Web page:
A regulatory framework to develop township economies is long overdue. Support of township business with access to capital, to better roads and services and to markets will strengthen local economies and stem the flow of money out of South Africa’s most deprived urban areas.
But regulation must protect and not displace the poor by criminalizing their informal businesses.
And with local government elections now less than a year away politicians must avoid the temptation of bowing to populist xenophobic sentiment and blaming immigrants for the woeful socio-economic conditions in which many Black South Africans continue to live, 26 years after apartheid.
The draft Gauteng Township Economic Development Bill, which is viewed as a pathfinder that other provinces are expected to follow, does not make it easier for township enterprises to gain legal recognition. In fact, it makes compliance extremely onerous and risks leaving informal enterprises even more exposed and excluded from support than before.
And the draft Bill effectively limits the right to do business to South African citizens and permanent residents.
This would force tens of thousands of immigrant-run businesses, employing tens of thousands of South Africans, to close – and take away the rights of foreign nationals who are already in the country, some of whom have been here for years, to make an honest living.
Foreign nationals are not political footballs to divert attention from the State’s and all stakeholders’ difficulties and/or inabilities to work through South Africa’s history of race, space and class division – and inequality
Few people around the world disagree with the notion that their countries should put the needs of its citizens first. Nor would many disagree that borders should be controlled. How these principles are implemented gets to the heart of nations’ ethics and morality.
Context is important
Most countries across the world are divided into two distinct spatial realms, urban and rural, a World Bank study on the economics of South African townships reported.
“The situation in South Africa throws up a trickier and more unconventional challenge. The country has symptoms of a spatial realm that is not fully connected with the urban systems (spatially, socially or structurally) and is certainly disconnected from the rural economy. This is the realm of the country’s townships and informal settlements. Conceptually, they are relics of the country’s special past, but the policies of post-apartheid South Africa have inadvertently kept their contemporary reality alive,” the World Bank said.
South African townships are bursting at the seams. The democratic government deserves more acknowledgment than it gets for the number of houses it has built, and the number of families who’ve been switched on to electricity, water and sanitation.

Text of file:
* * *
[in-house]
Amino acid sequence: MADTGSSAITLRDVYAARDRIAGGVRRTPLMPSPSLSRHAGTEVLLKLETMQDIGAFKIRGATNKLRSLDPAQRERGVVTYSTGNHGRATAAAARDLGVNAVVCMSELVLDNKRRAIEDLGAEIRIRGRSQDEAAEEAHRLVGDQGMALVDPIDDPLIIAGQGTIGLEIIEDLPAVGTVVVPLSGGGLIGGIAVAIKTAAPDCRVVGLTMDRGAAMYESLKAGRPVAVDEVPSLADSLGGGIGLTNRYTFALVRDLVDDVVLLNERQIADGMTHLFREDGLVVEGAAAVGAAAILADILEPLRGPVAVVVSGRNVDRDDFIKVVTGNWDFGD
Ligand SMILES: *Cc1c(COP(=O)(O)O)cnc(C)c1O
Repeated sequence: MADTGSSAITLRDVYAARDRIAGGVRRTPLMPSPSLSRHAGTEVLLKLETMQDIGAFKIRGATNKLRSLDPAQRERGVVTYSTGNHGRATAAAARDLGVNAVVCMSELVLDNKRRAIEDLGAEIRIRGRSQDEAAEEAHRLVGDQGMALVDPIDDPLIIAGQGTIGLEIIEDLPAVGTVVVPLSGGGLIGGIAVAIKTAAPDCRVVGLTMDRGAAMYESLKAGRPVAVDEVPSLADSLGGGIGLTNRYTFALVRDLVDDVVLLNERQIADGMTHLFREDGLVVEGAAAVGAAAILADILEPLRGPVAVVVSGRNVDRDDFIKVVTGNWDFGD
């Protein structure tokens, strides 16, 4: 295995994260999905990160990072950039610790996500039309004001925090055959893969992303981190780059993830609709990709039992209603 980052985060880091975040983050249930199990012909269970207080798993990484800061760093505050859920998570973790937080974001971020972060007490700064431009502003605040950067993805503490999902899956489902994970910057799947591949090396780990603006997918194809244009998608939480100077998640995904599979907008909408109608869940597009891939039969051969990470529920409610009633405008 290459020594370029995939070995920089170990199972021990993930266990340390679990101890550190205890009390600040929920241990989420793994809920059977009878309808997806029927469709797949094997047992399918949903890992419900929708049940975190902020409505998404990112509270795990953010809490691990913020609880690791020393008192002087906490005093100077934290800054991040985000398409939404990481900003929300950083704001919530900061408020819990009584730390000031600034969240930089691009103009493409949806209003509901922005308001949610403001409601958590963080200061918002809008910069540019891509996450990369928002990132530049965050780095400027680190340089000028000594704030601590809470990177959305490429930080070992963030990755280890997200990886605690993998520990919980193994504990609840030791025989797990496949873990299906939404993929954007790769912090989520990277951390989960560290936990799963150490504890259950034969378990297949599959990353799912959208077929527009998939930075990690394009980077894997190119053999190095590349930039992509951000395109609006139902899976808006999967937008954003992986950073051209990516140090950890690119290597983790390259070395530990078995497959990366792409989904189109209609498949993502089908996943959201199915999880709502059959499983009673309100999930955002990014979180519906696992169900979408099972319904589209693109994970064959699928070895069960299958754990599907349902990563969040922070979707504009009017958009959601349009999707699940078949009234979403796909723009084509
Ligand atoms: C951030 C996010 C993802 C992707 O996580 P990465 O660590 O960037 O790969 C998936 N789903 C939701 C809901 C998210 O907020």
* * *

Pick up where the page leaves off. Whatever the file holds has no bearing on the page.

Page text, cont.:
But the pace of housing delivery was dwarfed by that of urbanisation after the scrapping of apartheid controls over the movement of people.
Post-apartheid South Africa did not enact hard policies on the redistribution of wealth. Nor did it enact the wealth tax recommended by the Truth and Reconciliation Commission. But its “softer” approaches, such as Affirmative Action and Black Economic Empowerment, have failed to progressively lift ordinary South Africans out of poverty.
Corruption, maladministration and ineptitude have cost the country Trillions of Rands that might have been spent improving township conditions and narrowing the gap in living standards between rich and poor.
The South African economy, including local business economies, remains fundamentally skewed. The most densely populated areas have the least services, parks or social facilities. They also have poor access to markets and few retail centres.
Into this relative void have stepped traders in the so-called informal economy, tens of thousands of small business operators running spaza shops and street trader stalls. They operate highly efficient supply chains that provide affordable, accessible foodstuffs. Most of these township enterprises are informal. They are the backbone of the township economy. South Africans operate most of these township businesses.
Research shows that 20% of informal township businesses in Gauteng are foreign-owned or run. In a sea of poverty and unemployment, the foreign traders’ relative success sticks out. Political opportunists have fed on residents disillusionment with poor living conditions to fuel anti-foreigner rhetoric. And thus many foreign run businesses have been targeted for attack.
Taking away the rights of traders to make a living will not transform socio-economic conditions in the townships. It is a cynical mechanism to shift blame for the difficult lives many South Africans live, to a particular class of traders.
Besides which, according to the legal opinion of Professor Marius Pieterse, of the School of Law at the University of the Witwatersrand, endorsed by a number of progressive South African organisations and academics, “the prohibition and attendant criminalisation of the operation of businesses in townships by foreign nationals is plainly unconstitutional”.
Any legislation that seeks to regenerate township economies must actively support rather than criminalise the efforts of the poor to gain a foothold in the economy.
Township enterprises need fewer and simplified laws and procedures.
Ridding the townships of foreign owned-businesses is not a magic cure for poverty and inhuman conditions. The traders are an inappropriate target, low-hanging fruit, convenient scapegoats for the state to use to abrogate responsibility for its lacklustre performance in general, and failure to reduce misery and inequality, in particular.
Photograph: Thiresh Govender